Disgraced sprinter Tim Montgomery says he’s done.

The former 100-meter world record holder has retired, rather than waiting out a two-year suspension and returning under a cloud of suspicion.

“I don’t want to be looked upon as a cheat,” he said in a telephone interview with The Associated Press on Thursday.

Although he did not test positive for drugs, Montgomery was banned for doping based on evidence gathered in the criminal investigation of BALCO, a San Francisco-area lab that served many high-profile athletes.

“It’s like getting a whipping for something you know you didn’t do,” Montgomery said.

The 30-year-old runner maintains he never knowingly took steroids or any other banned substances, and worries about his legacy.

“That’s the main concern because I don’t know what to tell my kids,” Montgomery said. “I don’t know what to tell my mother and father, even though they say they love me and don’t worry about it.”

Montgomery said he and three-time Olympic gold medalist Marion Jones have split, although they remain in regular contact. They have a 2-year-old son, Monty.

The U.S. Anti-Doping Agency sought a four-year ban, but the Court of Arbitration for Sport cut the time in half in a ruling issued this week.

The punishment relied heavily on the testimony of fellow sprinter Kelli White, who accepted a two-year ban and agreed to cooperate with investigators.

“I don’t even know Kelli White,” Montgomery said, “so why would I tell Kelli White anything.”

All of Montgomery’s performances were wiped off the books as of March 31, 2001 – that includes the world record of 9.78 seconds he set in Paris in September 2002. Asafa Powell of Jamaica broke that record with a 9.77-second run in Athens last June 14.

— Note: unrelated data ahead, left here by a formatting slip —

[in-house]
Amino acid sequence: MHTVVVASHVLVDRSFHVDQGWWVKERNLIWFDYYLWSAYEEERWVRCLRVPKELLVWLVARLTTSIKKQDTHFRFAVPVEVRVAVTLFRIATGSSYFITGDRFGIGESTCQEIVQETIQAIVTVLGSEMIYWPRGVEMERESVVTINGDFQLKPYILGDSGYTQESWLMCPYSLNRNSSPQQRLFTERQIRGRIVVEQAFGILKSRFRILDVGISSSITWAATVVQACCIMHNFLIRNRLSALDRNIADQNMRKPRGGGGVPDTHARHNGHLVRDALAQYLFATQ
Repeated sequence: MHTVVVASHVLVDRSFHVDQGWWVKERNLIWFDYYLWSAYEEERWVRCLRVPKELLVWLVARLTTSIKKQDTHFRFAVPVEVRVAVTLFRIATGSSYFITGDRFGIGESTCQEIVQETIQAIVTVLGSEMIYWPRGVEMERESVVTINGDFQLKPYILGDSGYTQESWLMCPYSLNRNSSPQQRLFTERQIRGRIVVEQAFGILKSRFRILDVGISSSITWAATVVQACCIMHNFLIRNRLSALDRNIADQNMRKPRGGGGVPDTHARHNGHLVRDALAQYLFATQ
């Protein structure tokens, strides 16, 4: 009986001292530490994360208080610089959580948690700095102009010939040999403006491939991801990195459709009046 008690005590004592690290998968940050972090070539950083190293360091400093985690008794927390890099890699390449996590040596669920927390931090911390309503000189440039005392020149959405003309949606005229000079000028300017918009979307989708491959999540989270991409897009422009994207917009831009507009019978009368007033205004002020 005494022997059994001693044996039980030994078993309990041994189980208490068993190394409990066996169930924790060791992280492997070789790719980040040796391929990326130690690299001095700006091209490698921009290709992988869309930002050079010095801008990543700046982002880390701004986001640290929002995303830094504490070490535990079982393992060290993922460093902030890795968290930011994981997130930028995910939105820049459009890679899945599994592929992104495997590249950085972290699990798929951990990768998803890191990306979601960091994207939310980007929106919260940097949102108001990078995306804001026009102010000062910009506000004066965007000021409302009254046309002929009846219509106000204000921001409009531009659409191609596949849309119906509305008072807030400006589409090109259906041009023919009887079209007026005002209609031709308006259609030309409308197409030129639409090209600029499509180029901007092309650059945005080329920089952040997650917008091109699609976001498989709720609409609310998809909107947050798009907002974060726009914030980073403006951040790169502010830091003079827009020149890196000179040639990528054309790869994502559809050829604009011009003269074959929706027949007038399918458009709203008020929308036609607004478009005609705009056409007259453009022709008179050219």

Montgomery said BALCO founder Victor Conte served as his nutritionist from December 2000 to June 2001 and told him that all of the substances he was providing were legal.

“Victor wouldn’t be Victor if he told you what was in it,” Montgomery said. “He assured me no steroid was involved.”

Montgomery conceded that Conte could have supplied him with banned substances without his knowledge.

“But I never tested positive,” the sprinter said.

Conte, serving a four-month prison term as part of a plea bargain, has admitted distributing the steroid THG, which at the time could not be detected in tests. That changed when Trevor Graham, former coach for Montgomery and Jones, sent a vial containing THG to USADA that tipped authorities to what some athletes were using.

Montgomery said he “never heard of THG” until the substance became news.

Montgomery, however, testified that in 2001 Conte gave him weekly doses of human growth hormone and the “clear,” the San Francisco Chronicle reported in June 2004.

The San Jose Mercury News published details last year of a plan Montgomery and Conte came up with in 2000 to turn him into the world’s fastest man. The plan – “Project World Record” – allegedly called for Montgomery to take THG.

Montgomery acknowledged he had associated with a bad crowd.

“That’s why I’m accepting what happened to me,” he said. “My mother always told me “Watch the company you keep.”‘

But because his world record run came long after he split with Conte, he considers it legitimate.

“Mentally, they can’t take that away from me,” Montgomery said.

Jones has never tested positive for improper drugs and, unlike Montgomery, faced no accusations from the U.S. Anti-Doping Agency. But because of allegations from Conte and ex-husband C.J. Hunter, along with the same scrutiny association that Montgomery faced, she has been dogged by suspicion wherever she raced.

Jones, who won an unprecedented five track medals at the Sydney Olympics, withdrew from the U.S. championships last summer, picking up her warmup clothes and walking away from the 100-meter heat blocks. Later, her agent cited an injury. She hasn’t raced since.

“She wants to go out and race to prove herself and that’s going to be tough,” Montgomery said. “But she can prove it to herself, and that’s the most important thing.”

He said he doesn’t know Jones’ specific plans.

“When we talk, it’s just about the child,” Montgomery said.

He said he plans to start a magazine called “Real Talk” to allow athletes to talk about issues of the day.

Montgomery’s suspension ends in June 2007. His coach, Steve Riddick, said he isn’t sure the sprinter’s through running yet.

“He may say he’s retiring, but ask him again in a month,” Riddick said.



Retired AP track and field writer Bert Rosenthal contributed to this report

AP-ES-12-15-05 1601EST


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